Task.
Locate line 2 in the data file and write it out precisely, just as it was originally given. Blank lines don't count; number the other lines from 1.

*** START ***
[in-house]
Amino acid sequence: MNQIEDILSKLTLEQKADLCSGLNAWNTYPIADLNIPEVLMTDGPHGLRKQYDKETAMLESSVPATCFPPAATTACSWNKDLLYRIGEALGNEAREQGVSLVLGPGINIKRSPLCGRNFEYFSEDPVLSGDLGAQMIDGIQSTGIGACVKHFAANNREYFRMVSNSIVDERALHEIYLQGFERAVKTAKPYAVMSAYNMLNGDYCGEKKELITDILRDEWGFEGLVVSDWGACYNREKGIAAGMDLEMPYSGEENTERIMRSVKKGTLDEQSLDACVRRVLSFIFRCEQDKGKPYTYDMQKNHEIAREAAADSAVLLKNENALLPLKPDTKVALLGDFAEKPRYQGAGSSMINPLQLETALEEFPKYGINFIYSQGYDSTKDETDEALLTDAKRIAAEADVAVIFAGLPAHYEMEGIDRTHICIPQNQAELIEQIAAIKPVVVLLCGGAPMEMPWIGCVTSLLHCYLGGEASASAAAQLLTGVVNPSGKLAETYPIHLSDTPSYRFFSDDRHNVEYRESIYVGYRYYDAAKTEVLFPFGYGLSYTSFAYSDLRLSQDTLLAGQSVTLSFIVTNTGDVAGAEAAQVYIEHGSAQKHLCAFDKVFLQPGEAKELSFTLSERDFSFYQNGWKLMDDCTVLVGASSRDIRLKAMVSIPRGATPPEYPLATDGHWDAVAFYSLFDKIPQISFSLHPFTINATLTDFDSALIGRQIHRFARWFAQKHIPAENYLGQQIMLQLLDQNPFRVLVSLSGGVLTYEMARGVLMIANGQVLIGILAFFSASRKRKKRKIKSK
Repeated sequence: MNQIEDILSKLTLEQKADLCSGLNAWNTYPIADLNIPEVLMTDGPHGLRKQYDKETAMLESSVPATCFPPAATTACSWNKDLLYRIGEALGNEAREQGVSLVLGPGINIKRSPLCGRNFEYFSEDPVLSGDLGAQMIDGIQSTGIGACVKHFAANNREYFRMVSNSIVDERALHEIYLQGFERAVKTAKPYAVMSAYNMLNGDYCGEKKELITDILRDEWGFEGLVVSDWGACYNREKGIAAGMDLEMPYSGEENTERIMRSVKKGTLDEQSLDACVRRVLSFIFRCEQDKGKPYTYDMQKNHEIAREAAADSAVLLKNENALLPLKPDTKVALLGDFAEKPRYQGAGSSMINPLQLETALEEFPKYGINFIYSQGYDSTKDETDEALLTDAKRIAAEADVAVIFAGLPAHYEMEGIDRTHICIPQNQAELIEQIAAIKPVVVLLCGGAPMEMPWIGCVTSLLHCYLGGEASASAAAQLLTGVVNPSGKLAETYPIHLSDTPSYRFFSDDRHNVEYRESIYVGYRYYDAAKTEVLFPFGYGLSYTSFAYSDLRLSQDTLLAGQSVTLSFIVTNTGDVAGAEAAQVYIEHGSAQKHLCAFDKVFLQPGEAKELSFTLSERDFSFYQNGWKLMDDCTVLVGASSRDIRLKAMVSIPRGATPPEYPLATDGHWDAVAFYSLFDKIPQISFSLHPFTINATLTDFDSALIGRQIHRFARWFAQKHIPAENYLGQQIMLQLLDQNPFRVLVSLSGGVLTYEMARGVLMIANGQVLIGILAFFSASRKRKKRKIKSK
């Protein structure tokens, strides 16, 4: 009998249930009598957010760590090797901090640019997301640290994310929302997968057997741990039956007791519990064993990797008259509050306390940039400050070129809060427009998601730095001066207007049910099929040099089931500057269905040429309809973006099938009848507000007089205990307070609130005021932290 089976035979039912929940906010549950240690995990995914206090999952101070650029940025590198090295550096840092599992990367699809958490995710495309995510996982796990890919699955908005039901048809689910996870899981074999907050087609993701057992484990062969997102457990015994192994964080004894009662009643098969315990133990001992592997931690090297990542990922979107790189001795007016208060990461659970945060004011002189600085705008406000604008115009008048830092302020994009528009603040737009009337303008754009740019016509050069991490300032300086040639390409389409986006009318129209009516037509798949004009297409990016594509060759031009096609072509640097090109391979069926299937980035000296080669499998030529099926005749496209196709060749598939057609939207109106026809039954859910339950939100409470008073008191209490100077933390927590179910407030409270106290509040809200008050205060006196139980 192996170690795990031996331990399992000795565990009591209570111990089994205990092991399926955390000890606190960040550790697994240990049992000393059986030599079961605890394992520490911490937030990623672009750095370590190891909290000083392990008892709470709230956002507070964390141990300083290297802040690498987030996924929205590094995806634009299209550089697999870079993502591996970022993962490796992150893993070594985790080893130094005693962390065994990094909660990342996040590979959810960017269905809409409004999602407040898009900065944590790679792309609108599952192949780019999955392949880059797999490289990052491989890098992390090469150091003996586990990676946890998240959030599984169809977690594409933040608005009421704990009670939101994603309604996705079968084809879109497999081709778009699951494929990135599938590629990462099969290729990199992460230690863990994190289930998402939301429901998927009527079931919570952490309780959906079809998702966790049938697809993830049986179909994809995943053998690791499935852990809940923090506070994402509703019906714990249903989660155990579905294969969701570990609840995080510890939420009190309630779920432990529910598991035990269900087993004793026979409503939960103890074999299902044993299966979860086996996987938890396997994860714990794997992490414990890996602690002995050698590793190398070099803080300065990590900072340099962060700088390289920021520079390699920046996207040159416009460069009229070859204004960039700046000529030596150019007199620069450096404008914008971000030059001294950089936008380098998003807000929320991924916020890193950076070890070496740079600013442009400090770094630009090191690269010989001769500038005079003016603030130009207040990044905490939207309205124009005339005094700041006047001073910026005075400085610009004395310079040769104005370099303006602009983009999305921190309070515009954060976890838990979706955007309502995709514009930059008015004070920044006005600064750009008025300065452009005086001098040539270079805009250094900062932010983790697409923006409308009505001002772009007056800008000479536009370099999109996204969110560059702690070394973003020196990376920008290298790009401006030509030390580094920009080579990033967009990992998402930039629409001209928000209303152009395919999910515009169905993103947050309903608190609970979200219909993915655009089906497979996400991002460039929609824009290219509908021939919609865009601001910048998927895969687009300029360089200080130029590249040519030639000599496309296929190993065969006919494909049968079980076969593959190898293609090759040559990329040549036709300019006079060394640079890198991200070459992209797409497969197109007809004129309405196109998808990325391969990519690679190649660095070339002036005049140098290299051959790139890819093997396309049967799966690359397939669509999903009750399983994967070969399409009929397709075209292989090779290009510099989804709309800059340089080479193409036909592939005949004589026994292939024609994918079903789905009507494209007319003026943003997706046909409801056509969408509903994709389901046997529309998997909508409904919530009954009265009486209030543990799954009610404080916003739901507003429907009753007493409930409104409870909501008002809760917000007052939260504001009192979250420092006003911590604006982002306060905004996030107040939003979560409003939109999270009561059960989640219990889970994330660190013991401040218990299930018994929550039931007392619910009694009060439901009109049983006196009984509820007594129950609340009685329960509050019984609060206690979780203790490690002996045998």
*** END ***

Amino acid sequence: MNQIEDILSKLTLEQKADLCSGLNAWNTYPIADLNIPEVLMTDGPHGLRKQYDKETAMLESSVPATCFPPAATTACSWNKDLLYRIGEALGNEAREQGVSLVLGPGINIKRSPLCGRNFEYFSEDPVLSGDLGAQMIDGIQSTGIGACVKHFAANNREYFRMVSNSIVDERALHEIYLQGFERAVKTAKPYAVMSAYNMLNGDYCGEKKELITDILRDEWGFEGLVVSDWGACYNREKGIAAGMDLEMPYSGEENTERIMRSVKKGTLDEQSLDACVRRVLSFIFRCEQDKGKPYTYDMQKNHEIAREAAADSAVLLKNENALLPLKPDTKVALLGDFAEKPRYQGAGSSMINPLQLETALEEFPKYGINFIYSQGYDSTKDETDEALLTDAKRIAAEADVAVIFAGLPAHYEMEGIDRTHICIPQNQAELIEQIAAIKPVVVLLCGGAPMEMPWIGCVTSLLHCYLGGEASASAAAQLLTGVVNPSGKLAETYPIHLSDTPSYRFFSDDRHNVEYRESIYVGYRYYDAAKTEVLFPFGYGLSYTSFAYSDLRLSQDTLLAGQSVTLSFIVTNTGDVAGAEAAQVYIEHGSAQKHLCAFDKVFLQPGEAKELSFTLSERDFSFYQNGWKLMDDCTVLVGASSRDIRLKAMVSIPRGATPPEYPLATDGHWDAVAFYSLFDKIPQISFSLHPFTINATLTDFDSALIGRQIHRFARWFAQKHIPAENYLGQQIMLQLLDQNPFRVLVSLSGGVLTYEMARGVLMIANGQVLIGILAFFSASRKRKKRKIKSK